Carbon Emissions in 2018 Grew Fastest in Almost a Decade

According to British Petroleum's recently released Statistical Review, last year worldwide CO2 emissions grew at the fastest rate in almost a decade. At a time when climate change is worsening, this trend is extremely worrying.

According to BP Chief Economist, Spencer Dale, the growth in emissions is partly due to increased electricity consumption because of the erratic weather experienced in 2018. The kicker - this erratic weather was caused by climate change.

In other words, climate change is creating its own feedback loop as humans attempt to counteract its effects. 

According to Dale: “If there is a link between the growing levels of carbon in the atmosphere and the types of weather patterns observed in 2018 this would raise the possibility of a worrying vicious cycle: increasing levels of carbon leading to more extreme weather patterns, which in turn trigger stronger growth in energy (and carbon emissions) as households and businesses seek to offset their effects.”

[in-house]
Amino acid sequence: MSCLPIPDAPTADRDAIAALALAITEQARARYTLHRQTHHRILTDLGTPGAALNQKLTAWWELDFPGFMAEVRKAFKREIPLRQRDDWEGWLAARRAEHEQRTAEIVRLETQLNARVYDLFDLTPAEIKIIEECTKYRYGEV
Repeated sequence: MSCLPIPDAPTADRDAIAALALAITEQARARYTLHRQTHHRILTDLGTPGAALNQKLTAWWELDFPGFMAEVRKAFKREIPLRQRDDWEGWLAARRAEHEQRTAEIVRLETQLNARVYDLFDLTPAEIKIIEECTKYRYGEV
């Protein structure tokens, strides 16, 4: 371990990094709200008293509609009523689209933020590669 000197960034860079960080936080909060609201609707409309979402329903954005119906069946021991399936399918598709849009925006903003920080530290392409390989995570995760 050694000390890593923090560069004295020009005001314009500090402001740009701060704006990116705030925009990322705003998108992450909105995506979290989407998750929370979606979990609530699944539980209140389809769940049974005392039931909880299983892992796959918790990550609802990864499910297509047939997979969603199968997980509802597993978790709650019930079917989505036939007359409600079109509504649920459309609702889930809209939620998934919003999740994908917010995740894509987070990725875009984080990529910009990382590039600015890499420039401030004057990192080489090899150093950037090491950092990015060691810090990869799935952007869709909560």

Most of the emissions growth came from China, India and the United States.

Global primary energy consumption grew by 2.9%. A sickening amount of this growth in energy consumption is derived from coal. While the use of renewables globally grew by 14.5%, this is off a base that is too small to offset the absolute growth in dirty energy consumption.

Overall, worldwide energy consumption continues its relentless path upwards reaching new record highs every year. The only time it reversed course was during the global financial crisis of 2008/2009. Unfortunately, energy consumption is clearly still inextricably tied to economic growth - a correlation that if not broken will eventually lead to civilization's demise.

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